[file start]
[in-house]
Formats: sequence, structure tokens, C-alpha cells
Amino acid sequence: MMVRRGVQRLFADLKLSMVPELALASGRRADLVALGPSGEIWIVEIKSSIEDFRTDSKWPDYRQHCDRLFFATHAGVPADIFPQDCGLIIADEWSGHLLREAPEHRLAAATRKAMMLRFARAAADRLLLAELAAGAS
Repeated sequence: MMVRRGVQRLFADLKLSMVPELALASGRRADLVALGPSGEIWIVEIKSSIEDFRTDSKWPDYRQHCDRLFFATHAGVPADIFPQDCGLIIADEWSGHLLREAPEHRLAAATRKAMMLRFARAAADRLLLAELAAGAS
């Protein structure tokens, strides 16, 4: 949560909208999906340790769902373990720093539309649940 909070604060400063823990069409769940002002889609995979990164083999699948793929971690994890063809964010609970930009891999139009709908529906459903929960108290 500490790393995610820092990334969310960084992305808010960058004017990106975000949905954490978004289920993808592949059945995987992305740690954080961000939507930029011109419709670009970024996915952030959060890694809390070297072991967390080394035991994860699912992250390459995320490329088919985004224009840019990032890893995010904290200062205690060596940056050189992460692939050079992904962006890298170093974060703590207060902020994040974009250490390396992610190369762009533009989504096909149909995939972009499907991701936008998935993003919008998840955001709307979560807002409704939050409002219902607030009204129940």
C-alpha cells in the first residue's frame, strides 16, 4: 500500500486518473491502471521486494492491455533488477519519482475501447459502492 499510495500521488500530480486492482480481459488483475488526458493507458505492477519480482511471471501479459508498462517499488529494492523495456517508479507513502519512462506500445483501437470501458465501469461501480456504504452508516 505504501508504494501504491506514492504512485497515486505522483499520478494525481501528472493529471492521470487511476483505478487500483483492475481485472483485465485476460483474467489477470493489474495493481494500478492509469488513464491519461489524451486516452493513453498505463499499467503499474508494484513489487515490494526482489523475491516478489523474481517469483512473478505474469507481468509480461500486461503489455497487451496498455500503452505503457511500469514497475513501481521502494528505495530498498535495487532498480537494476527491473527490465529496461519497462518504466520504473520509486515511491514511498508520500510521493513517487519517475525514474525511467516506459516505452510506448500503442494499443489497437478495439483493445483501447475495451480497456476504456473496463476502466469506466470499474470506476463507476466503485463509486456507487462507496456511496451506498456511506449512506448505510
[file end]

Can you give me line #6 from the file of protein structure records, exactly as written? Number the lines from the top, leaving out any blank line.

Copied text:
C-alpha cells in the first residue's frame, strides 16, 4: 500500500486518473491502471521486494492491455533488477519519482475501447459502492 499510495500521488500530480486492482480481459488483475488526458493507458505492477519480482511471471501479459508498462517499488529494492523495456517508479507513502519512462506500445483501437470501458465501469461501480456504504452508516 505504501508504494501504491506514492504512485497515486505522483499520478494525481501528472493529471492521470487511476483505478487500483483492475481485472483485465485476460483474467489477470493489474495493481494500478492509469488513464491519461489524451486516452493513453498505463499499467503499474508494484513489487515490494526482489523475491516478489523474481517469483512473478505474469507481468509480461500486461503489455497487451496498455500503452505503457511500469514497475513501481521502494528505495530498498535495487532498480537494476527491473527490465529496461519497462518504466520504473520509486515511491514511498508520500510521493513517487519517475525514474525511467516506459516505452510506448500503442494499443489497437478495439483493445483501447475495451480497456476504456473496463476502466469506466470499474470506476463507476466503485463509486456507487462507496456511496451506498456511506449512506448505510